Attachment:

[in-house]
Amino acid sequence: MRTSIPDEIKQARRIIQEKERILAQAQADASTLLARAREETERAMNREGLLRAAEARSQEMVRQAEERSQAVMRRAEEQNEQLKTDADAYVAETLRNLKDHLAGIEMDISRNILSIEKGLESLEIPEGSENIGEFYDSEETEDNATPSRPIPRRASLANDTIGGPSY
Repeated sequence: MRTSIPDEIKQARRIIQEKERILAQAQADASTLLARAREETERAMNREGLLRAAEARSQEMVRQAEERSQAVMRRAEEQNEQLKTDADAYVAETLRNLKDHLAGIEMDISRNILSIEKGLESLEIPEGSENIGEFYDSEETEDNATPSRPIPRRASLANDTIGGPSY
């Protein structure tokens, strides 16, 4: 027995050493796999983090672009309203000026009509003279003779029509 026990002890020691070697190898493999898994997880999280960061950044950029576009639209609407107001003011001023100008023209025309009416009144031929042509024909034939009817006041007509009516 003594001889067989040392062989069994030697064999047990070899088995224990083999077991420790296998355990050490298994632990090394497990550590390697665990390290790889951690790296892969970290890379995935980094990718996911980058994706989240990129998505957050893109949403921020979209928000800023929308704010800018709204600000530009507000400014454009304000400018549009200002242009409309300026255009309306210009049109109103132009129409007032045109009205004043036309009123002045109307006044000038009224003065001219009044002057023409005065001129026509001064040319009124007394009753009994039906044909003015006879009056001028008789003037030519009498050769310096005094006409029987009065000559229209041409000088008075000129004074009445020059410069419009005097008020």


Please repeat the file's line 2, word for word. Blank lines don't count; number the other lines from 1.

Amino acid sequence: MRTSIPDEIKQARRIIQEKERILAQAQADASTLLARAREETERAMNREGLLRAAEARSQEMVRQAEERSQAVMRRAEEQNEQLKTDADAYVAETLRNLKDHLAGIEMDISRNILSIEKGLESLEIPEGSENIGEFYDSEETEDNATPSRPIPRRASLANDTIGGPSY